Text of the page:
works on both GPU and CPU architectures. Using a GPU device allows speedups of 10-100x, making the iterative process of understanding your data even faster.

GPU access is determined on the account level.

# Classification & Regression

*Classification* and *regression* are two types of machine learning algorithms that are used to make predictions based on input data.

*Classification* is a type of algorithm used for predicting categorical outcomes, where the output is one of a finite set of categories. For example, a classification model could be trained to predict whether an email is spam or not spam, or to identify images of cats and dogs.

*Regression*, on the other hand, is a type of algorithm used for predicting continuous numerical values. For example, a regression model could be trained to predict the price of a house based on its location, size, and other features.

Infer will automatically use regression if the target is a continuous numerical value using the same techniques described in the Autoencoding section, and otherwise uses classification to predict categorical data.

You can explicitly choose to model the target using regression with `PREDICT(<column>, model='reg')`

or a classification with `PREDICT(<column>, model='clf')`

.

# Train/Test Split

When we want to build a machine learning model, we need to first train it on some data so that it can learn patterns and relationships within that data. However, we also want to know how well our model will perform on new, unseen data. That's where the train/test split comes in.

A train/test split is a way of dividing our data into two parts: a training set and a testing set. We use the training set to train our model, and we use the testing set to evaluate its performance. This allows us to see how well our model is able to generalize and make predictions on new data that it hasn't seen before.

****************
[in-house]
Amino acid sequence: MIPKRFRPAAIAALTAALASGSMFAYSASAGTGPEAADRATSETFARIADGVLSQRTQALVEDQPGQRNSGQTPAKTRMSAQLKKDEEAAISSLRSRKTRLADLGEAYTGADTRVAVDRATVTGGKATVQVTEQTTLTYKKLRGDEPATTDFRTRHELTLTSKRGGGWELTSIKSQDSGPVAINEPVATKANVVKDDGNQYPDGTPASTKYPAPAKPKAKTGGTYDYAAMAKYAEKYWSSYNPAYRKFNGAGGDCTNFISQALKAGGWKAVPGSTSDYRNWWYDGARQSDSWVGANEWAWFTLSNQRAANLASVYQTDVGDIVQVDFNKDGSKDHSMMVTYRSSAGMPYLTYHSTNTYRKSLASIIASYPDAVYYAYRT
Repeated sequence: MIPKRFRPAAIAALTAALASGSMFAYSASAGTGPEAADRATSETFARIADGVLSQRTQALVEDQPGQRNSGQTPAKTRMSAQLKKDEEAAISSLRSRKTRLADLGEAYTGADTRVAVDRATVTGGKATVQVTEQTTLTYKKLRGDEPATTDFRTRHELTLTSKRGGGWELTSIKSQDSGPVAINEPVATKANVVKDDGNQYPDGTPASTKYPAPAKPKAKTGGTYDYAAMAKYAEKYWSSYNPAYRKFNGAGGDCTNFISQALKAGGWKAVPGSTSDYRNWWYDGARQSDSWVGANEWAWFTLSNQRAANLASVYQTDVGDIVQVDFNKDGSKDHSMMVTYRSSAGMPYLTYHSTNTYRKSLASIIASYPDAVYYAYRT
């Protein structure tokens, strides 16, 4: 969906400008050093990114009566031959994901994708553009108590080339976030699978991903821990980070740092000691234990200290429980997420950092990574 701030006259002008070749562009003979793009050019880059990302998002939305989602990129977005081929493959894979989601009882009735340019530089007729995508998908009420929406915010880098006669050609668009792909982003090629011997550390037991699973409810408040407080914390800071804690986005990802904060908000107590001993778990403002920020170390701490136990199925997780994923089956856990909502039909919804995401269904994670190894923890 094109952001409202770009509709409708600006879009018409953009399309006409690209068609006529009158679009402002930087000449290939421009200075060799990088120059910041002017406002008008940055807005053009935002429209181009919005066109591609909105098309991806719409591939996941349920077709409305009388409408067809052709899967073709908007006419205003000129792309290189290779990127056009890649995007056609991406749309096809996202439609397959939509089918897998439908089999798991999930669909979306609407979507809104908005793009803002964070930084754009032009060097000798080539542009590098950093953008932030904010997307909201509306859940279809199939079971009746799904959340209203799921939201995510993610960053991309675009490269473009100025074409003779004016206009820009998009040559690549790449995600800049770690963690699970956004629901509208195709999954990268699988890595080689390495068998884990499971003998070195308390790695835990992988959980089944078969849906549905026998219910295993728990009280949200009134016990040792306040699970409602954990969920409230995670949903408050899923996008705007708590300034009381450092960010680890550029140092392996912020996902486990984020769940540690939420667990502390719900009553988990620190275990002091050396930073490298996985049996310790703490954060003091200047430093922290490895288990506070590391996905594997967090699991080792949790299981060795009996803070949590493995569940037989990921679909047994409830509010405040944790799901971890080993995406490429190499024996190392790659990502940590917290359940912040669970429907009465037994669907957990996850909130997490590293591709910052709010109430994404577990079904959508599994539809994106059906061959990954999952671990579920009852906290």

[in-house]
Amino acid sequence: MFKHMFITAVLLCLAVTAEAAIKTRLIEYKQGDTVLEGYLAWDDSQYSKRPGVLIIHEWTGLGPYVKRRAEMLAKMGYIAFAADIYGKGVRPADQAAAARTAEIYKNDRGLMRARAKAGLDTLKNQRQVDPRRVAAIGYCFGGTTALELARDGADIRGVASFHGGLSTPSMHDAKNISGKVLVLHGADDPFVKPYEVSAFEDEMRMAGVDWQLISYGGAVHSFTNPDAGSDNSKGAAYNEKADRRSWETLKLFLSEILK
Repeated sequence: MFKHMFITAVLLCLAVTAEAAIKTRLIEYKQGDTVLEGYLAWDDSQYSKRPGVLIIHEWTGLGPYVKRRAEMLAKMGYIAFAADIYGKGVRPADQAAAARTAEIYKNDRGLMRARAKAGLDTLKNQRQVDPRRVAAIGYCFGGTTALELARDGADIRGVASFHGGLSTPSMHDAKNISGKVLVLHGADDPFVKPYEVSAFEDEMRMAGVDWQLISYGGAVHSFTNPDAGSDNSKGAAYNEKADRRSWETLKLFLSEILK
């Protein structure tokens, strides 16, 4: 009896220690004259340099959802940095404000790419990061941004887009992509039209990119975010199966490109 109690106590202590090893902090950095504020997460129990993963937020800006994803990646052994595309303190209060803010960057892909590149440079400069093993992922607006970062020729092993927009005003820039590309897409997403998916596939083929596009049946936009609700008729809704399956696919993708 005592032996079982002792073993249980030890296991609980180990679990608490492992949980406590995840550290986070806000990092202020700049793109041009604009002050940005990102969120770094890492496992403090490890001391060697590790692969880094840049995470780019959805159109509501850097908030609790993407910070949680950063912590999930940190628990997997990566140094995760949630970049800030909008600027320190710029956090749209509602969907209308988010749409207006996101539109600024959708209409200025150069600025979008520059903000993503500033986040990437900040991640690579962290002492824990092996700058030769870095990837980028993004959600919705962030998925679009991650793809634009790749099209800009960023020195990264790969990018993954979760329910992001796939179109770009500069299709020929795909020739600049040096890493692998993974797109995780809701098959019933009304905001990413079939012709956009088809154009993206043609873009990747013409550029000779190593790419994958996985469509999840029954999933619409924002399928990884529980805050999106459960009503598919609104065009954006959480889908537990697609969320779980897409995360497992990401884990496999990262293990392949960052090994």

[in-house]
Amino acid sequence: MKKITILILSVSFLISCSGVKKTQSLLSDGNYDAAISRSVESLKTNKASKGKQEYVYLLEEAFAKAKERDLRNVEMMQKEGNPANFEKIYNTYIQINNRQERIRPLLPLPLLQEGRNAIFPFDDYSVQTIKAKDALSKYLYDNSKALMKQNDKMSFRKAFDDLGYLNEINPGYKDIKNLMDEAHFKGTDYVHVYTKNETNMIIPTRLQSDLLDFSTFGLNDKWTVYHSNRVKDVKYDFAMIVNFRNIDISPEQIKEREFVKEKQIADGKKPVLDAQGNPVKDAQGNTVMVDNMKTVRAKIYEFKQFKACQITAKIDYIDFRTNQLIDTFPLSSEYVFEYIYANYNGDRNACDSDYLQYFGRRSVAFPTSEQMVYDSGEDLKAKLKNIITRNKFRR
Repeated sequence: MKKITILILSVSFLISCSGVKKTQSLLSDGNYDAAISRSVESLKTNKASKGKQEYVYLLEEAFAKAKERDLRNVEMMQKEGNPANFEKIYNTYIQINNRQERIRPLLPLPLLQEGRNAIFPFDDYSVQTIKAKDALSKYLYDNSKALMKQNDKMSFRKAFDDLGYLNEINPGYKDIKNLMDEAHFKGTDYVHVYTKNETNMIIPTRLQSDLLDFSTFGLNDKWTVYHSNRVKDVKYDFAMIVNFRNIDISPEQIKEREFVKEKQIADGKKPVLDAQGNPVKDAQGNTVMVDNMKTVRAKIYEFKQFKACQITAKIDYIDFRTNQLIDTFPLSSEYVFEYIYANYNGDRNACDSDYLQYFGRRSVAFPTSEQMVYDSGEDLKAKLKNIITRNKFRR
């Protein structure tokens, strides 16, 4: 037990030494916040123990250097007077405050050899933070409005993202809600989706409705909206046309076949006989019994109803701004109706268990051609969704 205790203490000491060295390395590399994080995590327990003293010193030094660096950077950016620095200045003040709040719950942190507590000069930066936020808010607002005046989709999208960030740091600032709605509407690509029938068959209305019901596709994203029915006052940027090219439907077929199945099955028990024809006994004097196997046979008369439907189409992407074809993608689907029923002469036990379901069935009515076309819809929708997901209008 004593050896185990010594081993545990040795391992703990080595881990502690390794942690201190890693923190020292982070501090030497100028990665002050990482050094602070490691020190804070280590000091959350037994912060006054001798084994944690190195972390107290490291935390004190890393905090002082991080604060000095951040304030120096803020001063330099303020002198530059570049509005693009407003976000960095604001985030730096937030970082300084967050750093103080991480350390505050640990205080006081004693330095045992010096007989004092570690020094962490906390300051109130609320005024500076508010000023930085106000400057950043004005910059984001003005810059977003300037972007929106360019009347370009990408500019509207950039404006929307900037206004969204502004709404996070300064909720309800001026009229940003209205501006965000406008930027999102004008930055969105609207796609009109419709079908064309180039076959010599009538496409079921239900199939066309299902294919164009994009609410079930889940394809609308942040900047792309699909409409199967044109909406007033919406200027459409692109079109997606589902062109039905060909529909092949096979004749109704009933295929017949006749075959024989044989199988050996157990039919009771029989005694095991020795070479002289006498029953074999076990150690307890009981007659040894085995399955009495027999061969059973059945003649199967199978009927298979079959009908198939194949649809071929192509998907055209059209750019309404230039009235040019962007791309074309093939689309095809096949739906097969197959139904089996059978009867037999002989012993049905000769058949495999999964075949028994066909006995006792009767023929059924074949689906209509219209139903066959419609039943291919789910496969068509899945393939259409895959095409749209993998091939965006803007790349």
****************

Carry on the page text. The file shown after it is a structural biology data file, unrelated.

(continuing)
The most common way of doing a train/test split is to randomly divide the data into two sets. By default, `PREDICT`

uses 80% of the data for training and 20% for testing. We also use stratification, so that the train and test set contain approximately the same distribution of classes.

Currently, we don't expose this as a tunable hyperparameter, but will eventually allow users to change it if desired.

# Imbalanced Data

Imbalanced data in classification occurs when we have a disproportionate number of examples in one category compared to the others. For example, if we are trying to classify whether a credit card transaction is fraudulent or not, we might find that only a small fraction of transactions are actually fraudulent.

This can create problems for machine learning algorithms because they are often designed to optimize accuracy, which is not necessarily the best metric to use when the data is imbalanced. For example, if we have a dataset with 99% of examples belonging to one class and 1% belonging to another, a model that simply predicts the majority class every time will be 99% accurate, but it won't be very useful in practice.

Infer solves this problem by reweighting the importance of each class. For example, if we have a dataset with 100 images, 90 of them are dogs and 10 are cats, we give a weight of 9 to the cat class and 1 to the dog class. This means that during training, each cat image will contribute 9 times more to the objective than each dog image. This will help the model to focus more on the cat images and improve its accuracy on this underrepresented class.

# Default Parameters

We use the default parameters for XGBoost, except the maximum depth is set to 3. We chose this value through experimentation, as it reduces the chance of overfitting, is more computationally efficient, does not dramatically alter the feature importances derived from a model with larger depth.